2024 eclipse timelapse by Ashley Lian

Chasing Catharsis

I discovered my hatred for running in high school. The only times I ran were when it was required of me as part of my waterpolo training. I disliked it for the same reason I loathed long distance swimming: it was boring, and it was hard. Mile after mile of slow, unending monotony. And I hated that my teammates were better than me at it. And I hated that I couldn't get better.

In any event, this seed of abhoration was planted firmly in my gut as I entered my twenties. I rarely ran, and if I ever did it was because I delluded myself into believing I would somehow come out better on the other side. Worst of all, I was convinced that the only way to run was to push myself to my limit, if I wasn't gasping and feeling nauseous, then the attempt was worthless.

To my surprise and fortune, in the late spring of 2023 I became aware of the ultramarathon runner Andrew Glaze. I had frequently stumbled across ultrarunners on social media and was fascinated by their skill. I wanted to know what drove these people to push themselves so hard, to the absolute limit of the human body. I didn't see myself as the type to push myself to the point of electrolyte imbalance or incontinence, but I wanted to see what I could do. In the same philosophy as my reading journey, I started slow with simple goals. No reason to try and run ten miles on my first day. I was shocked to see that Andy Glaze would run 12-13 minute mile paces even on his short (haha) 7 mile jaunts. I didn't realize you were allowed to do that, I thought running meant holding down the throttle to the max no matter what. After 2 months, I have run over 100 miles and I don't see an end in sight.

Running for me now acts as a moment of focused reprieve. I don't listen to any music or podcasts, just me, my breathing, and my thoughts. I recognized that throughout the day I am constantly surrounded by noise. When I wake up I listen to the news, when I work I plug in to a stream or music, on my commute I bury myself in a book. Running gives me 30-120 minutes of time to myself. I can process my stressors from the day, think about my future, my past, or nothing at all, all while being unable to distract myself. I can't pull out my phone or talk to anyone or eat a snack or complete anything on my to do list. I can only run.

It's been almost a year now since I started my running journey. I've run hundreds of miles. A 7 mile run sounds like a casual Saturday to me now. 4 miles is a nice recovery day. I cannot believe how rapidly my mind and body have acclimated to this new lifestyle. A year ago I never would have imagined I could ever run two dozen miles a week, let alone look forward to such a week, and feel empty if I run any less. Allowing myself a moment of reflection at this one year mark, there are three techniques I have identified that have helped me become a successful runner. First is I run slow. This is perhaps the technique that will make all "purists" roll their eyes (one thing I've learned about any online activity-oriented communities is they gatekeep viciously and will just as soon rip you to shreds if you don't live up to their own twisted standards). I run slow because it feels good. I run as a way to escape the noise of the day, and to see interesting and beautiful things while spending time outside away from a screen. Any health benefit or improvement in race times is entirely coincidental, an unintended side effect. The second technique is a variant of the first (and is sure to make the purists' faces blot red and purple with rage): I walk when I want to. It makes a long run easier, it feels good to be able to stop for a bit and shake out the legs and stretch the hips. I hate running that hurts, so I very simply don't do that. I can smell the hatred oozing from the unenlightened: "walking is cheating!" "It doesn't count if you walk!" Cheating what? Doesn't count to who? Who cares? Truthfully, it's saddening to me to know that there are some people that care so deeply about dictating that running must equate to suffering and that without it, it's not worth it. Such a shame. This brings me to my last technique: I surround myself with people I want to be like. Social media provides every one of us with an opportunity to construct our own communities. All too often those constructs are incredibly fickle and toxic, a superficial window into manufactured lives of wannabe rich and famous small-fries. I hate what social media has done to me in the past, how it has warped my view on things and twisted my goals and aspriation to point away from what truly matters and instead towards the mound of excrement that is status and greed. But thank god there are tools present within the constant streams of data that allow us to currate the noise. I now use these to force my feeds to be exciting and inspirational. People doing things because they love to do it. People who I am not envious of but excited to join on their adventures. People whose minds work in such unimaginably beautiful ways that just being in their presence makes me feel alive. I encourage all to do this, its one of the few readily available saving-graces of the modern age. Make use of it.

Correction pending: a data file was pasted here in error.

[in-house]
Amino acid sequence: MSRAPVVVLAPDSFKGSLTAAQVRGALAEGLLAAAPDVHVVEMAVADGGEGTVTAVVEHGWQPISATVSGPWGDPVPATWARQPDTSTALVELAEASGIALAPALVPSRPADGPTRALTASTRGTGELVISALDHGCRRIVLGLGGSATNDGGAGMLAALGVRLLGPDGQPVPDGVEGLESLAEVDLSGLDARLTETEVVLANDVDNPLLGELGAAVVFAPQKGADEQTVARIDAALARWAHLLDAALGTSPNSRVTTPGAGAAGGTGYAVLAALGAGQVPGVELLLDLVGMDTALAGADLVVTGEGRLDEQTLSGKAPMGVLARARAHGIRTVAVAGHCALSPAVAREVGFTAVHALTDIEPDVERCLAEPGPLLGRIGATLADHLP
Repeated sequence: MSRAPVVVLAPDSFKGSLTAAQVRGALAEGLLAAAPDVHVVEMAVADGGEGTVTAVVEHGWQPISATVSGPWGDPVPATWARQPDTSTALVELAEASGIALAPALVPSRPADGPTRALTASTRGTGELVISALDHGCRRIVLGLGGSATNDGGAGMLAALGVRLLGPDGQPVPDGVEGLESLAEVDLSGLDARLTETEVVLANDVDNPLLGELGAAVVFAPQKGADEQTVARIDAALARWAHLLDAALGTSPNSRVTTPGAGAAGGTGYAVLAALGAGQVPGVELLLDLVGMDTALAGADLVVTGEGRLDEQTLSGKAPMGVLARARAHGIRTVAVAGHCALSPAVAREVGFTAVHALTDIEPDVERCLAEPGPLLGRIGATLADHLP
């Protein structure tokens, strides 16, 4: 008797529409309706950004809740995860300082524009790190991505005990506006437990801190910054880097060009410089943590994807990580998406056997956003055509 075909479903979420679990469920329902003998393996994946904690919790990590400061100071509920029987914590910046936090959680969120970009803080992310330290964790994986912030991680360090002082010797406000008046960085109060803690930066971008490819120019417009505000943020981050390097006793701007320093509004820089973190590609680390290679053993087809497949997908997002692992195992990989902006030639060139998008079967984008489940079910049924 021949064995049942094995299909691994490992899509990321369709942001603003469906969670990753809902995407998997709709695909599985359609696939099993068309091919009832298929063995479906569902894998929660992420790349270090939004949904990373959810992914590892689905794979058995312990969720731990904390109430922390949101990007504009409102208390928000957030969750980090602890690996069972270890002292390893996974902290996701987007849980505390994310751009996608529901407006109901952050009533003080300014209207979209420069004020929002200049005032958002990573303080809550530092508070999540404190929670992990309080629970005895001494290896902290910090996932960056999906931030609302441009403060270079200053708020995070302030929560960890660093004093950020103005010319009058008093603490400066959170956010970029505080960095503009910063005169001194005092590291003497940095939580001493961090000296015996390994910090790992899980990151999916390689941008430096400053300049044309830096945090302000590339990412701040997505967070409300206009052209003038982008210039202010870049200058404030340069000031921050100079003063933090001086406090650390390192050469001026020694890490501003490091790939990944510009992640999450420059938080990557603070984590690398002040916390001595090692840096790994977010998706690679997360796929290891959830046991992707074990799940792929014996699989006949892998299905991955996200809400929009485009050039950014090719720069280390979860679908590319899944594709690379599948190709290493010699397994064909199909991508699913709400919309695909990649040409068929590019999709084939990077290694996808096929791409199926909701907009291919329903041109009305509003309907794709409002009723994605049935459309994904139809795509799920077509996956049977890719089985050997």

In any event, I will report back on my running progress some other time. I will be running a half marathon in April. I could care less about my time, I am overwhelmed by the anticipation of being around so many people who just love to be outside.